Moving to L.A.: Advice From A 20-Something Hermit

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Caitlin Bergh, Stand-Up Comedian

Caitlin Bergh, Stand-Up Comedian

Moving to L.A. is scarier than you may realize. Not just because you are moving across the country, but also because you are moving to a city that doesn’t make sense for at least the first year that you live here. As an organized, highly motivated, new Los Angeleno, you probably think you’ve got it all covered. You found the apartment, you managed to get all of your stuff across the country, and now… you are here! Congratulations. But now the real work starts. As it turns out, moving to L.A. is much easier than living here.

As someone who moved to L.A. 16 months ago from Chicago, I’m by no means an expert, but this city is finally starting to make sense to me. Because I flailed around before getting into the groove of living here, I wanted to offer some advice to newbies that I wish I had read this time last year.

Challenge #1: Remembering why you are here.

It can be surprisingly easy to lose sight of why you moved to L.A. Maybe you came out here to pursue your dream of acting and as soon as you talked to a few casting directors, lost all hope and decided to try to be a business woman. Maybe you came out here to be a writer, but then you got distracted by your very comfortable, non-judgmental couch and now spend all of your time napping rather than writing. Maybe you discovered the beach and, realizing you had found paradise, chucked all of your goals into the ocean.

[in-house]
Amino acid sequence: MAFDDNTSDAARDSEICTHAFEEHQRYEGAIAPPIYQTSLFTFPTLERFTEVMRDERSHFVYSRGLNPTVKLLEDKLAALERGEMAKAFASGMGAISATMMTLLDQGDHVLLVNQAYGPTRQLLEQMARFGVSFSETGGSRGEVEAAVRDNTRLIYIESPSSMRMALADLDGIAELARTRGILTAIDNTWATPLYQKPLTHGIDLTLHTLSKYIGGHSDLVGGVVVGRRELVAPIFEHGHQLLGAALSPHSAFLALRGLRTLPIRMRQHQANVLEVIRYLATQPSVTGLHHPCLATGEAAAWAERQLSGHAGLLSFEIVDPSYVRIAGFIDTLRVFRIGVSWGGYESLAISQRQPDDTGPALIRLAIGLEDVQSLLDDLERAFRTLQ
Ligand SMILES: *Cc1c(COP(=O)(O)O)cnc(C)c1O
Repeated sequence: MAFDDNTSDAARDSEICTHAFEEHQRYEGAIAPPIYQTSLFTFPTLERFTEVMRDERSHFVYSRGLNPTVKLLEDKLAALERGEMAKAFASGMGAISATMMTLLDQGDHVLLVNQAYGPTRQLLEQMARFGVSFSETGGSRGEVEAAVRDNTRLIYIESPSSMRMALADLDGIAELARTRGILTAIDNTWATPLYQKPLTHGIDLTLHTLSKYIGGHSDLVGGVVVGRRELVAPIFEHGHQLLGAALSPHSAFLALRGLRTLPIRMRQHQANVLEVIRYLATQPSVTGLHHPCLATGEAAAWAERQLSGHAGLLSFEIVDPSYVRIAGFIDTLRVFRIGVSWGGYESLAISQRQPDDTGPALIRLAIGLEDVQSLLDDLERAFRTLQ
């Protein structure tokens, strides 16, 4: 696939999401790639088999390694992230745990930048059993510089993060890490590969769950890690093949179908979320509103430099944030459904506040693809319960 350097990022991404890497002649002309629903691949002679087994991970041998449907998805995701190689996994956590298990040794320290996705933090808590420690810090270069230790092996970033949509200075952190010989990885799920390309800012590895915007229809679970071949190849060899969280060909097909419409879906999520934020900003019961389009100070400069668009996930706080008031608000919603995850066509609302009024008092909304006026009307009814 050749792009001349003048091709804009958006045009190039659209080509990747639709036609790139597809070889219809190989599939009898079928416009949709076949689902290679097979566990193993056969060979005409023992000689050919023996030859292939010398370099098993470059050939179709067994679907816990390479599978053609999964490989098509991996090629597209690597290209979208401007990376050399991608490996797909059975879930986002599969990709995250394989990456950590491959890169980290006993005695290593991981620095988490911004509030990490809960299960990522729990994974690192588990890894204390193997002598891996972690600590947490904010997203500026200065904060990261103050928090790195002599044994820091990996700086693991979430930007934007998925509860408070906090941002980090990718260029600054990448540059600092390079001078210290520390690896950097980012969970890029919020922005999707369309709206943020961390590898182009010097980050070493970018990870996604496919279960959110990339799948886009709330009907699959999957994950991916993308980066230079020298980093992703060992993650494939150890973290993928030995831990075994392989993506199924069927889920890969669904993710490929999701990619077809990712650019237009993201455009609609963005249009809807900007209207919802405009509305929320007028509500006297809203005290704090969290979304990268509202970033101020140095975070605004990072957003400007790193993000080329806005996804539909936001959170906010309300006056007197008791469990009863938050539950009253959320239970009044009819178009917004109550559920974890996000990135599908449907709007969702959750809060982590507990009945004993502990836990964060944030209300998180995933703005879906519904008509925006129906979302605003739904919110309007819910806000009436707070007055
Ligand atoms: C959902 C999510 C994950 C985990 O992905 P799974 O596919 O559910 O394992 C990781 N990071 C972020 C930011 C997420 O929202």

Quick fix: Make a vision board. Seriously. Make it huge and put it somewhere where you can see it everyday. Write down helpful analogies. Imagine that all of the actors in L.A. are pieces of crushed ice in a glass and you are just waiting for your turn to float to the top, which will be any second now. Use any analogy that reminds you that the world and the industry are bigger than the one or two people who told you “no thank you.” Remind yourself that, even though you have to start over here, and starting over sucks, that doesn’t mean you should just give up. There actually is hope (but only if you try) and whatever work you put in will be worth it.

Challenge #2: Meeting people.

As a new person in L.A., it can be shockingly easy to stay in your own bubble, rather than going out to meet new people. This is especially true if you are a mildly cynical, introverted person who would rather pull your hair out than engage in small talk. Meeting people here is hard. It is physically sprawled out, most people are transplants with few deep community ties and everyone expects flakiness as the norm.

Quick fix: When people offer to get coffee with you, get coffee. When people invite you to something, say yes. When you meet someone new and interesting, invite that person to do something. It may seem insignificant to turn one person down or to flake on one thing, but it isn’t; not when you are new. Every new connection you make means something and will add to your sense of feeling like you belong here. If you simply avoid making connections, it will take you ages to feel at home and you’ll miss out on some potentially really great new friendships.